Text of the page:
Tuesday, August 29, 2006

As of Today, Green Cities: Urban Growth and the Environment is Published!

Permit me to announce that my new book has been published today! If you spend $45 on the hardcover or $19 on the paperback, you can now buy Green Cities: Urban Growth and the Environment from the Brookings Institution Press. While my current amazon book ranking is 1.5 million, I have a feeling that the distance between my book and Al Gore's new inconvenient classic will quickly shrink. I must warn you that my book does have fewer pictures than his.


I could tell you the polite answer or the true answer. The polite answer is that ever since I finished my 1993 PHD thesis at the University of Chicago I have worked on a diverse set of topics related to urban and environmental issues. I always saw the links between these papers. I saw my research agenda but you'd have to be quite a Matt Kahn groupie and carefully read these exciting papers to see the links between these papers and to see my "big picture". My Green Cities book has allowed me to present my "big picture" research agenda in one place rather than downloading 50 different JSToR , NBER and Elsevier papers in different formats and fonts.

More than simply summarizing my past research, I try hard in my green cities book to show the reader what are some of the most exciting studies conducted by other environmental and urban economists on related topics. I would hope that my book leads to some debate and helps young people formulate interesting research questions of their own that build on what I lay out in this book. I'd be delighted if economists in developing countries read my book and address how the issues I discuss may or may not matter for their home nation. While the book is only 160 pages long, it tries to tackle some international issues but it is true that the bulk of the evidence and discussion is based on U.S cities (with the exception of Chapter 6).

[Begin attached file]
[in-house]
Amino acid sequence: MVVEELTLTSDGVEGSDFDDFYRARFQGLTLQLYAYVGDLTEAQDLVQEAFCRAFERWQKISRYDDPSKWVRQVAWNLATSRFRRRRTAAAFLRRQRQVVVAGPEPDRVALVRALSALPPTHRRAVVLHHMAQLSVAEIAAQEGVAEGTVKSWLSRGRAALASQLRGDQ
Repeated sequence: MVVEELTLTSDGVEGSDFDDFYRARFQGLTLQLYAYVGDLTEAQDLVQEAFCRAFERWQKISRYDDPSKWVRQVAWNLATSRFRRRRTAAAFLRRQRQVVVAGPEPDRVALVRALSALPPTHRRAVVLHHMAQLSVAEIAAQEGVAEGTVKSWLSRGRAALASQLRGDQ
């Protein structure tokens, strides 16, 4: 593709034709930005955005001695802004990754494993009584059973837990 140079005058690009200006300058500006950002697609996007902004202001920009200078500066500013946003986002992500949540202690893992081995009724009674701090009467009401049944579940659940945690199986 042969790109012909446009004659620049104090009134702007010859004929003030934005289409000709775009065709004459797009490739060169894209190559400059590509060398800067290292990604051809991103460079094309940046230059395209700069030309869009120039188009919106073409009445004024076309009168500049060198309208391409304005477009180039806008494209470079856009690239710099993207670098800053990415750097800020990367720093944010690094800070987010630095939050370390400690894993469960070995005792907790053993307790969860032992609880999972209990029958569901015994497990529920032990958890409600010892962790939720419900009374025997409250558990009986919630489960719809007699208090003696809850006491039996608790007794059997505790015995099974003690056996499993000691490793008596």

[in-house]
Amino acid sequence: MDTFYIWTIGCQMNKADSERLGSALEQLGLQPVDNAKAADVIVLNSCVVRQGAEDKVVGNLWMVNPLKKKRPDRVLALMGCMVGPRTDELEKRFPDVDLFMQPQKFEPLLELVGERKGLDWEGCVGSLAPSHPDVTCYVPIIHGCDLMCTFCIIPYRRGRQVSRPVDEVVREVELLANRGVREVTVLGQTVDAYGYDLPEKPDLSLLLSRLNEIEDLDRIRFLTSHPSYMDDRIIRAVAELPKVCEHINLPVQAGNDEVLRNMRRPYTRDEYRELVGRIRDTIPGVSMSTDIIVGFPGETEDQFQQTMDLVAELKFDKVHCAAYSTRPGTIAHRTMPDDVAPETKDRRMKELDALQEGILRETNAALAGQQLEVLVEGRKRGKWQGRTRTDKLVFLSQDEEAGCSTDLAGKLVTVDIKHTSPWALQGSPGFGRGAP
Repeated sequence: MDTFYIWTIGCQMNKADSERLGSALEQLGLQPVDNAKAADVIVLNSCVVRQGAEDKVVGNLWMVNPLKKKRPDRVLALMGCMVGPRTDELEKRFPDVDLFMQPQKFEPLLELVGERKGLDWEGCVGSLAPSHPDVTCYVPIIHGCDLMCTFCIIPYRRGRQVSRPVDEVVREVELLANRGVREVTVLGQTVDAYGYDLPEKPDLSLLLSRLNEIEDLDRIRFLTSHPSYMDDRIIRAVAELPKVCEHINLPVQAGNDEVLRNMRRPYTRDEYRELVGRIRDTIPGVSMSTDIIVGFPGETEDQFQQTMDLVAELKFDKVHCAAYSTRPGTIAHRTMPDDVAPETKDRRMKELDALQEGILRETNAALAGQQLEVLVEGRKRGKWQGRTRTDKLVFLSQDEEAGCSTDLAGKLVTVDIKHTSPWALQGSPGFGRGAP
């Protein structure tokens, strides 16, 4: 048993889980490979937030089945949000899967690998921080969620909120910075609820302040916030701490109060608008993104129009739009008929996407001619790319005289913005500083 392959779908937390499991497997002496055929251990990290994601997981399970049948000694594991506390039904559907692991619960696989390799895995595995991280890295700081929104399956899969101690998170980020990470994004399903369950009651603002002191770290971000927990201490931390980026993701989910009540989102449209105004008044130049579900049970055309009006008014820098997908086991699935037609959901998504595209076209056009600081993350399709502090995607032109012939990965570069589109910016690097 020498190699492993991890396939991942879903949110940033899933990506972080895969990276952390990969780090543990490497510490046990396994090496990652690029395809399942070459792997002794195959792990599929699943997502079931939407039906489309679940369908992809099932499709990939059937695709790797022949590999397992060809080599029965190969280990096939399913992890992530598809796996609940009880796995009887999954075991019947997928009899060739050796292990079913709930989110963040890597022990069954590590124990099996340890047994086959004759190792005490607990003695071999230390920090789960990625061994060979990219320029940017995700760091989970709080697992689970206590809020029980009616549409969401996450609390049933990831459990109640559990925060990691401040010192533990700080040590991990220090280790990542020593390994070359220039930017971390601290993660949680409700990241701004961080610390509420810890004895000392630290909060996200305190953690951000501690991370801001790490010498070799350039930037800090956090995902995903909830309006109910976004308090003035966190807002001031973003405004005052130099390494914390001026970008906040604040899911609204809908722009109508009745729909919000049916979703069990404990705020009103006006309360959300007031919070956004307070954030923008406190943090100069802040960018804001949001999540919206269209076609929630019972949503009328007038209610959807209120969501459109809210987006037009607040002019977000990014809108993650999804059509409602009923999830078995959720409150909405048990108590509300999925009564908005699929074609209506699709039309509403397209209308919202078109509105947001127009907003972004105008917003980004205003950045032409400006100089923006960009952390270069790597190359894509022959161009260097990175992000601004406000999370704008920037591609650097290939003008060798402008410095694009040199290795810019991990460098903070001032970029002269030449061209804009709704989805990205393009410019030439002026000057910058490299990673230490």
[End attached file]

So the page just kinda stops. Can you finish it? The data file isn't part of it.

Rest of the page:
The true reason I wrote this book is that for the last 8 years I have suffered from book envy. Published in 1998, my wife wrote a great book called the "Evolution of Retirement". She won the TIAA-CREFF prize for this book. It is well cited and it raised our family's permanent income. While I've always been quite proud of her for her accomplishment, in the back of my mind I've always wondered whether I could write a good book. I started writing an early version of this book in 1999 when I was still a faculty member at Columbia University but I was too young and too befuddled to write a strong book that interest both a general audience , students, and even professional academics.

I made real progress writing this book when I was at Stanford in 2003-2004. Peace and quiet and sunshine are productive inputs for writing!


I would hope that there are professors of environmental economics, urban economics, urban planning and environmental law that are looking for course supplements to make their readings more interesting.

I would hope that there are generalist readers who have an open mind about environmental trends and after the success of Lomborg's Skeptical Environmentalist are willing to read through an empirical study by a Chicago economist who cares about environmental issues but also believes in the importance of tradeoffs and the power of incentives.